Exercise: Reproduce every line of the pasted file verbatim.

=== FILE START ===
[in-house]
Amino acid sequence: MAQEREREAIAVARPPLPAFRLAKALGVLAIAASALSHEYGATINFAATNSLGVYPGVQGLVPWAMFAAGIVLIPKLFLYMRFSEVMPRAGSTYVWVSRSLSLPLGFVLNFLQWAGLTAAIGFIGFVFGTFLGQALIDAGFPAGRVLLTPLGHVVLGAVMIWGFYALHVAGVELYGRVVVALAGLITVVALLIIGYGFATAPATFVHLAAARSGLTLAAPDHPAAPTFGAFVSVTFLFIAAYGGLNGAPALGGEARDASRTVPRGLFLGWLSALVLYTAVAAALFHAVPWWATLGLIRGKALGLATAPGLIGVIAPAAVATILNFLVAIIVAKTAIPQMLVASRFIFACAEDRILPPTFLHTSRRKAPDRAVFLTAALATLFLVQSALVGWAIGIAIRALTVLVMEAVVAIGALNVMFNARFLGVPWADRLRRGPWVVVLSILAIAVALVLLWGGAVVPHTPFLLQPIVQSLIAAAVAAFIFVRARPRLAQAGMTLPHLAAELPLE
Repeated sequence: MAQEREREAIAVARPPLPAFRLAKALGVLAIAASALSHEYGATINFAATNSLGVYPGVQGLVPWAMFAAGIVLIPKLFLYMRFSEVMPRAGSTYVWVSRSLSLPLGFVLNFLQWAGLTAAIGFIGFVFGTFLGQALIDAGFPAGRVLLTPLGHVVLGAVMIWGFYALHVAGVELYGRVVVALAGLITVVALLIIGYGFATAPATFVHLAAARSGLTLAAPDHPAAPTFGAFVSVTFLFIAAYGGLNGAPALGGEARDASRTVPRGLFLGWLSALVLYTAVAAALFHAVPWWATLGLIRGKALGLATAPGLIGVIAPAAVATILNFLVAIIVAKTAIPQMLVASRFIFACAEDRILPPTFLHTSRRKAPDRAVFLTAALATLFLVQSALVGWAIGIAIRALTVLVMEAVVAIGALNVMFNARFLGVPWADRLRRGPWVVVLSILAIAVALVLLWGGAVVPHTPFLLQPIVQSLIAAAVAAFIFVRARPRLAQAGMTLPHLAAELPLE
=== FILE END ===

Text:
[in-house]
Amino acid sequence: MAQEREREAIAVARPPLPAFRLAKALGVLAIAASALSHEYGATINFAATNSLGVYPGVQGLVPWAMFAAGIVLIPKLFLYMRFSEVMPRAGSTYVWVSRSLSLPLGFVLNFLQWAGLTAAIGFIGFVFGTFLGQALIDAGFPAGRVLLTPLGHVVLGAVMIWGFYALHVAGVELYGRVVVALAGLITVVALLIIGYGFATAPATFVHLAAARSGLTLAAPDHPAAPTFGAFVSVTFLFIAAYGGLNGAPALGGEARDASRTVPRGLFLGWLSALVLYTAVAAALFHAVPWWATLGLIRGKALGLATAPGLIGVIAPAAVATILNFLVAIIVAKTAIPQMLVASRFIFACAEDRILPPTFLHTSRRKAPDRAVFLTAALATLFLVQSALVGWAIGIAIRALTVLVMEAVVAIGALNVMFNARFLGVPWADRLRRGPWVVVLSILAIAVALVLLWGGAVVPHTPFLLQPIVQSLIAAAVAAFIFVRARPRLAQAGMTLPHLAAELPLE
Repeated sequence: MAQEREREAIAVARPPLPAFRLAKALGVLAIAASALSHEYGATINFAATNSLGVYPGVQGLVPWAMFAAGIVLIPKLFLYMRFSEVMPRAGSTYVWVSRSLSLPLGFVLNFLQWAGLTAAIGFIGFVFGTFLGQALIDAGFPAGRVLLTPLGHVVLGAVMIWGFYALHVAGVELYGRVVVALAGLITVVALLIIGYGFATAPATFVHLAAARSGLTLAAPDHPAAPTFGAFVSVTFLFIAAYGGLNGAPALGGEARDASRTVPRGLFLGWLSALVLYTAVAAALFHAVPWWATLGLIRGKALGLATAPGLIGVIAPAAVATILNFLVAIIVAKTAIPQMLVASRFIFACAEDRILPPTFLHTSRRKAPDRAVFLTAALATLFLVQSALVGWAIGIAIRALTVLVMEAVVAIGALNVMFNARFLGVPWADRLRRGPWVVVLSILAIAVALVLLWGGAVVPHTPFLLQPIVQSLIAAAVAAFIFVRARPRLAQAGMTLPHLAAELPLE